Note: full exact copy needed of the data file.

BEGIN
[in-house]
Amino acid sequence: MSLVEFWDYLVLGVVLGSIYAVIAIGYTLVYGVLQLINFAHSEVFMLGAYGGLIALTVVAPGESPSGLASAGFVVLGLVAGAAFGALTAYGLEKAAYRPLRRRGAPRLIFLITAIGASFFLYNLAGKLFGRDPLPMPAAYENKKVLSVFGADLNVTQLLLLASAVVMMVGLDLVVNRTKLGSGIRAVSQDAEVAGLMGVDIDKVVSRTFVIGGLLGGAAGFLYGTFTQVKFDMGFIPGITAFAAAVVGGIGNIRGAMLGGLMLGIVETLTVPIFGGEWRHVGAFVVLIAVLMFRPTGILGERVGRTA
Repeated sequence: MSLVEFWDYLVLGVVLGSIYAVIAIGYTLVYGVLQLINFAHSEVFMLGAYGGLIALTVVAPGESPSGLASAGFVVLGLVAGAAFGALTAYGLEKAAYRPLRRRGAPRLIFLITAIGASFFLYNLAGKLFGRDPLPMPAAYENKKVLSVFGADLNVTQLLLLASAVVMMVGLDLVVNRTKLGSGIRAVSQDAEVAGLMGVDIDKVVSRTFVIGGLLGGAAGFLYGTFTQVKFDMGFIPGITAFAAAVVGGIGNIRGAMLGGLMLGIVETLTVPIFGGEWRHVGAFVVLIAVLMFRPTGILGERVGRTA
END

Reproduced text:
[in-house]
Amino acid sequence: MSLVEFWDYLVLGVVLGSIYAVIAIGYTLVYGVLQLINFAHSEVFMLGAYGGLIALTVVAPGESPSGLASAGFVVLGLVAGAAFGALTAYGLEKAAYRPLRRRGAPRLIFLITAIGASFFLYNLAGKLFGRDPLPMPAAYENKKVLSVFGADLNVTQLLLLASAVVMMVGLDLVVNRTKLGSGIRAVSQDAEVAGLMGVDIDKVVSRTFVIGGLLGGAAGFLYGTFTQVKFDMGFIPGITAFAAAVVGGIGNIRGAMLGGLMLGIVETLTVPIFGGEWRHVGAFVVLIAVLMFRPTGILGERVGRTA
Repeated sequence: MSLVEFWDYLVLGVVLGSIYAVIAIGYTLVYGVLQLINFAHSEVFMLGAYGGLIALTVVAPGESPSGLASAGFVVLGLVAGAAFGALTAYGLEKAAYRPLRRRGAPRLIFLITAIGASFFLYNLAGKLFGRDPLPMPAAYENKKVLSVFGADLNVTQLLLLASAVVMMVGLDLVVNRTKLGSGIRAVSQDAEVAGLMGVDIDKVVSRTFVIGGLLGGAAGFLYGTFTQVKFDMGFIPGITAFAAAVVGGIGNIRGAMLGGLMLGIVETLTVPIFGGEWRHVGAFVVLIAVLMFRPTGILGERVGRTA